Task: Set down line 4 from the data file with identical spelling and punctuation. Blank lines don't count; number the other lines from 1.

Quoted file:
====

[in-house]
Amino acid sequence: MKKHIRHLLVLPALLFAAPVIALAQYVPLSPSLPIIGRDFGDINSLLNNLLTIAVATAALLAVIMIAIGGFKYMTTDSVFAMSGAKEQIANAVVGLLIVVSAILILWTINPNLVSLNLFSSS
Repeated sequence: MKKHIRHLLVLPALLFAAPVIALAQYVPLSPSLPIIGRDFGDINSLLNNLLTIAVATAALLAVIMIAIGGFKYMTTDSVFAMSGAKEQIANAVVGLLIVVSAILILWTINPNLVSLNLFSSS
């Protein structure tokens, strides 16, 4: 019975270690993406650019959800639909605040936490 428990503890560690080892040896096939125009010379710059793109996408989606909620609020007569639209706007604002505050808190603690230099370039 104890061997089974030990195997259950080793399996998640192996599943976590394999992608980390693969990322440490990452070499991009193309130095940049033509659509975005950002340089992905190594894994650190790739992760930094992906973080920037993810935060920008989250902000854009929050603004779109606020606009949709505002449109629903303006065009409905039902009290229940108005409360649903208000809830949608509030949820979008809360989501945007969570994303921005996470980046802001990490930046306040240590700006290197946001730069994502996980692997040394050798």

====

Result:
């Protein structure tokens, strides 16, 4: 019975270690993406650019959800639909605040936490 428990503890560690080892040896096939125009010379710059793109996408989606909620609020007569639209706007604002505050808190603690230099370039 104890061997089974030990195997259950080793399996998640192996599943976590394999992608980390693969990322440490990452070499991009193309130095940049033509659509975005950002340089992905190594894994650190790739992760930094992906973080920037993810935060920008989250902000854009929050603004779109606020606009949709505002449109629903303006065009409905039902009290229940108005409360649903208000809830949608509030949820979008809360989501945007969570994303921005996470980046802001990490930046306040240590700006290197946001730069994502996980692997040394050798």